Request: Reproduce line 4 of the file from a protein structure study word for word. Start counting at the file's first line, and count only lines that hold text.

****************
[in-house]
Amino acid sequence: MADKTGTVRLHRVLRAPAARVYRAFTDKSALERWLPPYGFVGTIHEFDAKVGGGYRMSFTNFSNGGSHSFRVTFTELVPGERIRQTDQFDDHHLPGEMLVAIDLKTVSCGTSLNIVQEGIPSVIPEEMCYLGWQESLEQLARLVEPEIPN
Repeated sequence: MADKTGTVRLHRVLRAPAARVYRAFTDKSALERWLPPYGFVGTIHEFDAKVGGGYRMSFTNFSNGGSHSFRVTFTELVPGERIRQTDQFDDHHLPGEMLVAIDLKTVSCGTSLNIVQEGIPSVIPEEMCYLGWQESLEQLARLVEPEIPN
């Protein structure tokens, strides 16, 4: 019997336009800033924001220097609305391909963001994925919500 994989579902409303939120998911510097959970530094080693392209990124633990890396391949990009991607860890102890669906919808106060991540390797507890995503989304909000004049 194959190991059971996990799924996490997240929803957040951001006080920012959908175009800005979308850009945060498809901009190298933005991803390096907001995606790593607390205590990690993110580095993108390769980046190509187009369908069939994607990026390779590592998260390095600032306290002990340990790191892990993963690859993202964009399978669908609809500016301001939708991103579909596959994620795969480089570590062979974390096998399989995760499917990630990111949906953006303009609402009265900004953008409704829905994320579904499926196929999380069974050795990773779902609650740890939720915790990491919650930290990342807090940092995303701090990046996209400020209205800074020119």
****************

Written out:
């Protein structure tokens, strides 16, 4: 019997336009800033924001220097609305391909963001994925919500 994989579902409303939120998911510097959970530094080693392209990124633990890396391949990009991607860890102890669906919808106060991540390797507890995503989304909000004049 194959190991059971996990799924996490997240929803957040951001006080920012959908175009800005979308850009945060498809901009190298933005991803390096907001995606790593607390205590990690993110580095993108390769980046190509187009369908069939994607990026390779590592998260390095600032306290002990340990790191892990993963690859993202964009399978669908609809500016301001939708991103579909596959994620795969480089570590062979974390096998399989995760499917990630990111949906953006303009609402009265900004953008409704829905994320579904499926196929999380069974050795990773779902609650740890939720915790990491919650930290990342807090940092995303701090990046996209400020209205800074020119």